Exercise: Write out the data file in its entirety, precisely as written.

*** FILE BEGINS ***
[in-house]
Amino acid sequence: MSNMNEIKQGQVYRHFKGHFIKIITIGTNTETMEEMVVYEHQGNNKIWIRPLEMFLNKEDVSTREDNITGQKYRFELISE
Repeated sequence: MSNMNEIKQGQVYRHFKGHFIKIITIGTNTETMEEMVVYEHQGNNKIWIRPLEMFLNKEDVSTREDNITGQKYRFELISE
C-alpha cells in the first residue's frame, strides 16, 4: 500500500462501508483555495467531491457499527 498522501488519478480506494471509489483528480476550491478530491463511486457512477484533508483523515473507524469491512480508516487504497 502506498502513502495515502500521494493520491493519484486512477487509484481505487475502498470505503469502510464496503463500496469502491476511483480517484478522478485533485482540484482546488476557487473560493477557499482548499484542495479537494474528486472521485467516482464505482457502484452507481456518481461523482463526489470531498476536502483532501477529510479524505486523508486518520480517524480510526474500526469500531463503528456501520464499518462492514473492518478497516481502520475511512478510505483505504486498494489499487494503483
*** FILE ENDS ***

[in-house]
Amino acid sequence: MSNMNEIKQGQVYRHFKGHFIKIITIGTNTETMEEMVVYEHQGNNKIWIRPLEMFLNKEDVSTREDNITGQKYRFELISE
Repeated sequence: MSNMNEIKQGQVYRHFKGHFIKIITIGTNTETMEEMVVYEHQGNNKIWIRPLEMFLNKEDVSTREDNITGQKYRFELISE
C-alpha cells in the first residue's frame, strides 16, 4: 500500500462501508483555495467531491457499527 498522501488519478480506494471509489483528480476550491478530491463511486457512477484533508483523515473507524469491512480508516487504497 502506498502513502495515502500521494493520491493519484486512477487509484481505487475502498470505503469502510464496503463500496469502491476511483480517484478522478485533485482540484482546488476557487473560493477557499482548499484542495479537494474528486472521485467516482464505482457502484452507481456518481461523482463526489470531498476536502483532501477529510479524505486523508486518520480517524480510526474500526469500531463503528456501520464499518462492514473492518478497516481502520475511512478510505483505504486498494489499487494503483